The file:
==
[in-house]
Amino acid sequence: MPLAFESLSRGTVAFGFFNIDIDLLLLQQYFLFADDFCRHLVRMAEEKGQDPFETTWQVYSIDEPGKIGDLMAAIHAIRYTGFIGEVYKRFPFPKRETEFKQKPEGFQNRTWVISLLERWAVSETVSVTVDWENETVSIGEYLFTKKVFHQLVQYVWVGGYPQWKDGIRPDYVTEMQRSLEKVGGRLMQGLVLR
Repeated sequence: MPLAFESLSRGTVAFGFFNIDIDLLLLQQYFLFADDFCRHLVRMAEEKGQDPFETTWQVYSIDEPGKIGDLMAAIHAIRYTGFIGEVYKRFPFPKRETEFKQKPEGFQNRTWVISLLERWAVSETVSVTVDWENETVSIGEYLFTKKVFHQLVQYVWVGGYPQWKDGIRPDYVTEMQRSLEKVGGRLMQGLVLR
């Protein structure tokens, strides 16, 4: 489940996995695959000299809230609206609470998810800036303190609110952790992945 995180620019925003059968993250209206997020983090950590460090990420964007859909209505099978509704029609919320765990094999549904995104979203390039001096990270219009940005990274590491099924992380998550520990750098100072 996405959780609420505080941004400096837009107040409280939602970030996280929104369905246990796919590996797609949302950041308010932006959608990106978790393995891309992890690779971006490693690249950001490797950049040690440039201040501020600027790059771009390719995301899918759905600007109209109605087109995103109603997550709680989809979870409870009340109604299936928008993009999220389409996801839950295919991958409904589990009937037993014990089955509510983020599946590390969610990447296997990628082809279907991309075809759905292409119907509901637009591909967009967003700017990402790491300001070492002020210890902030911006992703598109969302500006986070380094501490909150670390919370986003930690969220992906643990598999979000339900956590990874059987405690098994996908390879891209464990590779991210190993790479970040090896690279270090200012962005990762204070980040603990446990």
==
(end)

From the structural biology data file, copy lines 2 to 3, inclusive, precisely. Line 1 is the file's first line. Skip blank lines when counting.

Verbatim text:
Amino acid sequence: MPLAFESLSRGTVAFGFFNIDIDLLLLQQYFLFADDFCRHLVRMAEEKGQDPFETTWQVYSIDEPGKIGDLMAAIHAIRYTGFIGEVYKRFPFPKRETEFKQKPEGFQNRTWVISLLERWAVSETVSVTVDWENETVSIGEYLFTKKVFHQLVQYVWVGGYPQWKDGIRPDYVTEMQRSLEKVGGRLMQGLVLR
Repeated sequence: MPLAFESLSRGTVAFGFFNIDIDLLLLQQYFLFADDFCRHLVRMAEEKGQDPFETTWQVYSIDEPGKIGDLMAAIHAIRYTGFIGEVYKRFPFPKRETEFKQKPEGFQNRTWVISLLERWAVSETVSVTVDWENETVSIGEYLFTKKVFHQLVQYVWVGGYPQWKDGIRPDYVTEMQRSLEKVGGRLMQGLVLR